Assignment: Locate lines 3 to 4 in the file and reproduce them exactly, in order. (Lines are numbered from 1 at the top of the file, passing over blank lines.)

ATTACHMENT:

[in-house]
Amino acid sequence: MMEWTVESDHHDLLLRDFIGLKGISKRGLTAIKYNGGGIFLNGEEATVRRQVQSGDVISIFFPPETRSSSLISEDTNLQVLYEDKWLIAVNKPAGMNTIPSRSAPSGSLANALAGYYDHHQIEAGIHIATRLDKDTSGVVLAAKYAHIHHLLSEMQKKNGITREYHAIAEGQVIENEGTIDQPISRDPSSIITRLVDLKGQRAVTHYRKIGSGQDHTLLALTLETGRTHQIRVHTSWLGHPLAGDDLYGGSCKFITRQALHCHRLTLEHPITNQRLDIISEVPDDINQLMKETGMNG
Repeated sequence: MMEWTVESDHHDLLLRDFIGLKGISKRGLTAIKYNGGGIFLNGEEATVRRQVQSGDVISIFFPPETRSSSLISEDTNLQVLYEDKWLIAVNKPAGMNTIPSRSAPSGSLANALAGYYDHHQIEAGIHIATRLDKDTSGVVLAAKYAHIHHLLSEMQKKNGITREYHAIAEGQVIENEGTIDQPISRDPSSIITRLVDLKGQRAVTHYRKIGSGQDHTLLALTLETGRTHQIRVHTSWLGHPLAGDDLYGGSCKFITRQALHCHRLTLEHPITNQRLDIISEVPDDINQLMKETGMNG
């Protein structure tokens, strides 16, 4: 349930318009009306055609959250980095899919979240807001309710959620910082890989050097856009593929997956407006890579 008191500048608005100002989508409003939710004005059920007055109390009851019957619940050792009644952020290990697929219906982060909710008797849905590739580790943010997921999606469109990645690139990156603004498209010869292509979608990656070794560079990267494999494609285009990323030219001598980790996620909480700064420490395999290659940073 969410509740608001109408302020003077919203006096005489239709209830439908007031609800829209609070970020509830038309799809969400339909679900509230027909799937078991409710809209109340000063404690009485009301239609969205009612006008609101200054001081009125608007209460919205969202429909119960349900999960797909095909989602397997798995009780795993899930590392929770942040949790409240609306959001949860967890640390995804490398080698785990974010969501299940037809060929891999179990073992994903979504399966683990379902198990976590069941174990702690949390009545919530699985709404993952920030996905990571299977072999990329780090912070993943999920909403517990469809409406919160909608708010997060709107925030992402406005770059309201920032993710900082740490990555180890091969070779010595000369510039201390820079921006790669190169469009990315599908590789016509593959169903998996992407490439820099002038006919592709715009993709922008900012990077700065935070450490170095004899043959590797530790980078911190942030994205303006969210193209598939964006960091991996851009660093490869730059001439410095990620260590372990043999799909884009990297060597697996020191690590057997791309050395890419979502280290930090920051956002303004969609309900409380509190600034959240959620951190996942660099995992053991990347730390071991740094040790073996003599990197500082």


Repeated sequence: MMEWTVESDHHDLLLRDFIGLKGISKRGLTAIKYNGGGIFLNGEEATVRRQVQSGDVISIFFPPETRSSSLISEDTNLQVLYEDKWLIAVNKPAGMNTIPSRSAPSGSLANALAGYYDHHQIEAGIHIATRLDKDTSGVVLAAKYAHIHHLLSEMQKKNGITREYHAIAEGQVIENEGTIDQPISRDPSSIITRLVDLKGQRAVTHYRKIGSGQDHTLLALTLETGRTHQIRVHTSWLGHPLAGDDLYGGSCKFITRQALHCHRLTLEHPITNQRLDIISEVPDDINQLMKETGMNG
């Protein structure tokens, strides 16, 4: 349930318009009306055609959250980095899919979240807001309710959620910082890989050097856009593929997956407006890579 008191500048608005100002989508409003939710004005059920007055109390009851019957619940050792009644952020290990697929219906982060909710008797849905590739580790943010997921999606469109990645690139990156603004498209010869292509979608990656070794560079990267494999494609285009990323030219001598980790996620909480700064420490395999290659940073 969410509740608001109408302020003077919203006096005489239709209830439908007031609800829209609070970020509830038309799809969400339909679900509230027909799937078991409710809209109340000063404690009485009301239609969205009612006008609101200054001081009125608007209460919205969202429909119960349900999960797909095909989602397997798995009780795993899930590392929770942040949790409240609306959001949860967890640390995804490398080698785990974010969501299940037809060929891999179990073992994903979504399966683990379902198990976590069941174990702690949390009545919530699985709404993952920030996905990571299977072999990329780090912070993943999920909403517990469809409406919160909608708010997060709107925030992402406005770059309201920032993710900082740490990555180890091969070779010595000369510039201390820079921006790669190169469009990315599908590789016509593959169903998996992407490439820099002038006919592709715009993709922008900012990077700065935070450490170095004899043959590797530790980078911190942030994205303006969210193209598939964006960091991996851009660093490869730059001439410095990620260590372990043999799909884009990297060597697996020191690590057997791309050395890419979502280290930090920051956002303004969609309900409380509190600034959240959620951190996942660099995992053991990347730390071991740094040790073996003599990197500082």